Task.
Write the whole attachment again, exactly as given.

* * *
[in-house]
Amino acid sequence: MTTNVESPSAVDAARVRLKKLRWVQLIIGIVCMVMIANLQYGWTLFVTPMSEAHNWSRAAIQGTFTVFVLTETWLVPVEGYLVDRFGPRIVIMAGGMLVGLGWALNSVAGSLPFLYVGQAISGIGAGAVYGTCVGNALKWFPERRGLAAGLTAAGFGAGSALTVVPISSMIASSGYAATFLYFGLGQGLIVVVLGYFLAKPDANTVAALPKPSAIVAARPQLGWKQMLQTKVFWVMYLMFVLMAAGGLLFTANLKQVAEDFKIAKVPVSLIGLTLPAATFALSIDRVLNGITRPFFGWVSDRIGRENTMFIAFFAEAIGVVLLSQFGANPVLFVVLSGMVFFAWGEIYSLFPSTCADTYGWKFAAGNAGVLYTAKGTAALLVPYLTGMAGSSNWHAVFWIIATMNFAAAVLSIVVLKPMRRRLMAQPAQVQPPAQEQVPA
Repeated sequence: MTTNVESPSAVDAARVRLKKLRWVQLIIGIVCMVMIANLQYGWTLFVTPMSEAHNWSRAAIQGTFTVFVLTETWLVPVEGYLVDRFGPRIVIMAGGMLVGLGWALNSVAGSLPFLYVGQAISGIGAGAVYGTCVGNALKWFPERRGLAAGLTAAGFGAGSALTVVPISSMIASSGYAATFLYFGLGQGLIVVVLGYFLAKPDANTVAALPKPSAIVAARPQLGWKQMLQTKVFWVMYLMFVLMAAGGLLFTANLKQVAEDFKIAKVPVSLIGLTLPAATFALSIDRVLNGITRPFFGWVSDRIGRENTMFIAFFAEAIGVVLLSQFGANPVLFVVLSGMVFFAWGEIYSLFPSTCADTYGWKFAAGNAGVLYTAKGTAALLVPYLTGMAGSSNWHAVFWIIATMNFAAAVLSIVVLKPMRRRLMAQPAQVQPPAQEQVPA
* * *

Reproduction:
[in-house]
Amino acid sequence: MTTNVESPSAVDAARVRLKKLRWVQLIIGIVCMVMIANLQYGWTLFVTPMSEAHNWSRAAIQGTFTVFVLTETWLVPVEGYLVDRFGPRIVIMAGGMLVGLGWALNSVAGSLPFLYVGQAISGIGAGAVYGTCVGNALKWFPERRGLAAGLTAAGFGAGSALTVVPISSMIASSGYAATFLYFGLGQGLIVVVLGYFLAKPDANTVAALPKPSAIVAARPQLGWKQMLQTKVFWVMYLMFVLMAAGGLLFTANLKQVAEDFKIAKVPVSLIGLTLPAATFALSIDRVLNGITRPFFGWVSDRIGRENTMFIAFFAEAIGVVLLSQFGANPVLFVVLSGMVFFAWGEIYSLFPSTCADTYGWKFAAGNAGVLYTAKGTAALLVPYLTGMAGSSNWHAVFWIIATMNFAAAVLSIVVLKPMRRRLMAQPAQVQPPAQEQVPA
Repeated sequence: MTTNVESPSAVDAARVRLKKLRWVQLIIGIVCMVMIANLQYGWTLFVTPMSEAHNWSRAAIQGTFTVFVLTETWLVPVEGYLVDRFGPRIVIMAGGMLVGLGWALNSVAGSLPFLYVGQAISGIGAGAVYGTCVGNALKWFPERRGLAAGLTAAGFGAGSALTVVPISSMIASSGYAATFLYFGLGQGLIVVVLGYFLAKPDANTVAALPKPSAIVAARPQLGWKQMLQTKVFWVMYLMFVLMAAGGLLFTANLKQVAEDFKIAKVPVSLIGLTLPAATFALSIDRVLNGITRPFFGWVSDRIGRENTMFIAFFAEAIGVVLLSQFGANPVLFVVLSGMVFFAWGEIYSLFPSTCADTYGWKFAAGNAGVLYTAKGTAALLVPYLTGMAGSSNWHAVFWIIATMNFAAAVLSIVVLKPMRRRLMAQPAQVQPPAQEQVPA